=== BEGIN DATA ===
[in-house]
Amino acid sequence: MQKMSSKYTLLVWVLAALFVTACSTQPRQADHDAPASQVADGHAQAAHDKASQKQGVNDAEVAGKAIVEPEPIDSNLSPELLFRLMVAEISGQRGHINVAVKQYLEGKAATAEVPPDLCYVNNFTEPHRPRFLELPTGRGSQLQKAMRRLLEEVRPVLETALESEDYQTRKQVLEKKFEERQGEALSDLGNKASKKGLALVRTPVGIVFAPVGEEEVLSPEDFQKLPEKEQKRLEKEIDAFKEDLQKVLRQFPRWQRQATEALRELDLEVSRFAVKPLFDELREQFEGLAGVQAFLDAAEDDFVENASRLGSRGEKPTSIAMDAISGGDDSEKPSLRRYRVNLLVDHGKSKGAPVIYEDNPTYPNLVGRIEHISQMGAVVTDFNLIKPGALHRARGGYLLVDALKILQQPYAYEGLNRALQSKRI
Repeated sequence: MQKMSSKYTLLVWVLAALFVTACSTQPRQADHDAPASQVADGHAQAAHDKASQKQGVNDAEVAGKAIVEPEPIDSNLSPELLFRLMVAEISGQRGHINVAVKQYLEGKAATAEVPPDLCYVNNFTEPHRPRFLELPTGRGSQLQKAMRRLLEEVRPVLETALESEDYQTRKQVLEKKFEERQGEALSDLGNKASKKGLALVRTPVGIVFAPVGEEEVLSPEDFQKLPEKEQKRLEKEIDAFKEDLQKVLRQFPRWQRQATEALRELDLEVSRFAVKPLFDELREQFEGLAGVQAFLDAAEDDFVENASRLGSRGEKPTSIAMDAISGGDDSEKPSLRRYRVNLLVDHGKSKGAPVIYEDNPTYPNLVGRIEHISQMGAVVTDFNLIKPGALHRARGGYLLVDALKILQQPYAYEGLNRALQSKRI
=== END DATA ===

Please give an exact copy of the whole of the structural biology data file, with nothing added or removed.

[in-house]
Amino acid sequence: MQKMSSKYTLLVWVLAALFVTACSTQPRQADHDAPASQVADGHAQAAHDKASQKQGVNDAEVAGKAIVEPEPIDSNLSPELLFRLMVAEISGQRGHINVAVKQYLEGKAATAEVPPDLCYVNNFTEPHRPRFLELPTGRGSQLQKAMRRLLEEVRPVLETALESEDYQTRKQVLEKKFEERQGEALSDLGNKASKKGLALVRTPVGIVFAPVGEEEVLSPEDFQKLPEKEQKRLEKEIDAFKEDLQKVLRQFPRWQRQATEALRELDLEVSRFAVKPLFDELREQFEGLAGVQAFLDAAEDDFVENASRLGSRGEKPTSIAMDAISGGDDSEKPSLRRYRVNLLVDHGKSKGAPVIYEDNPTYPNLVGRIEHISQMGAVVTDFNLIKPGALHRARGGYLLVDALKILQQPYAYEGLNRALQSKRI
Repeated sequence: MQKMSSKYTLLVWVLAALFVTACSTQPRQADHDAPASQVADGHAQAAHDKASQKQGVNDAEVAGKAIVEPEPIDSNLSPELLFRLMVAEISGQRGHINVAVKQYLEGKAATAEVPPDLCYVNNFTEPHRPRFLELPTGRGSQLQKAMRRLLEEVRPVLETALESEDYQTRKQVLEKKFEERQGEALSDLGNKASKKGLALVRTPVGIVFAPVGEEEVLSPEDFQKLPEKEQKRLEKEIDAFKEDLQKVLRQFPRWQRQATEALRELDLEVSRFAVKPLFDELREQFEGLAGVQAFLDAAEDDFVENASRLGSRGEKPTSIAMDAISGGDDSEKPSLRRYRVNLLVDHGKSKGAPVIYEDNPTYPNLVGRIEHISQMGAVVTDFNLIKPGALHRARGGYLLVDALKILQQPYAYEGLNRALQSKRI